Listen to the sermon, "The Salvation of Souls", online at the new New Church Audio web site or download it from there and listen to it on your MP3 player.

Thursday, May 28, 2009

Wayfarer's Chapel Appears in Sprint Commercial

The Wayfarer's Chapel (www.wayfarerschapel.org), which belongs to the Swedenborgian Church (swedenborg.org), was used in a Sprint commercial, "What if film crews ran the world?"

Web Sites for New Church Summer Camps

There are a bunch of New Church camps that happen during the summer. The new NewChurch.org has a Camps & Retreats page that has information about a lot of them and links to their various web sites.

The camps happening this summer include Laurel Family Camp (www.laurelcamp.org), Jacob's Creek Family Camp (www.geocities.com/jcfamilycamp/index.html), British Academy Summer School (www.newchurchuk.org/bass/bass.php), and several others.

This page only includes information about General Church camps. Is anyone aware of any information online about other New Church camps?

Tuesday, May 26, 2009

Cool Stuff Having to Do with Arcana Coelestia

When Swedenborg published volume 1 of Arcana Coelestia it was listed in the Gentleman's Monthly Intelligencer. This was the first advertisement for any book of the Writings. There's an online archive of the Gentleman's Monthly Intelligencer or London Magazine, as it was later called. You can see the first listing of Arcana Coelestia here. I know that other advertisements and letters about Swedenborg and his works were also published in this magazine; let me know if you find any of them.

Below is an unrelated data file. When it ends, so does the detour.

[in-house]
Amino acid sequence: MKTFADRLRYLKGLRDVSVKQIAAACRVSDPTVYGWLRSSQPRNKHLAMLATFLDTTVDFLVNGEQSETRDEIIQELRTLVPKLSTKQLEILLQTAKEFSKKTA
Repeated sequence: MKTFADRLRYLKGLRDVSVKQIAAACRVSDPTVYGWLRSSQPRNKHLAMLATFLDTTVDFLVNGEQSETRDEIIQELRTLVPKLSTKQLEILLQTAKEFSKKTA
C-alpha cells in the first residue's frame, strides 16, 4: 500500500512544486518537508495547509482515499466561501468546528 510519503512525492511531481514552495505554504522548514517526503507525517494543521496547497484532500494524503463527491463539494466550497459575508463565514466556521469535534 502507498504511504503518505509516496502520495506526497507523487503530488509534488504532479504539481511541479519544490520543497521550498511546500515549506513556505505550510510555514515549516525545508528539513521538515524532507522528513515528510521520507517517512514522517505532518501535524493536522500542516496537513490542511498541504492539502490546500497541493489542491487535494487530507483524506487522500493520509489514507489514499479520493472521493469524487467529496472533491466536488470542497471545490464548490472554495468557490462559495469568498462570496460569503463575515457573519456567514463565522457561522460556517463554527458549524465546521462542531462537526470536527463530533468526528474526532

Volume 1 didn't sell well (see Spiritual Experiences 4422). So Swedenborg decided to publish volume 2 of it, chapter by chapter, in English and in Latin.

When the first chapter of volume 2 was published, Swedenborg's English publisher, John Lewis, wrote a fascinating letter about it to be published in the Daily Advertiser. You can read this letter on pp492-497 of Documents Concerning the Life and Character of Emanuel Swedenborg by R.L. Tafel, which can be found online in Google Book Search.

You can download a PDF of a scan of the 1750 English translation of chapter 16 of Arcana Coelestia—a 100dpi version (6MB) or a 200dpi version (12MB). This translation was by John Marchant, who later also translated Brief Exposition. It's fun to look at this translation to see how it was laid out and how the Latin was translated back then. Rev. Jonathan Rose, series editor of the New Century Edition and translator of True Christian Religion, told me that he thinks the translation is good—"lively and in real English." (The PDF is provided by the Lord's New Church (www.thelordsnewchurch.com). They have other Free Swedenborg Books Online on their web site, in English, Dutch, Croatian, and Latin.)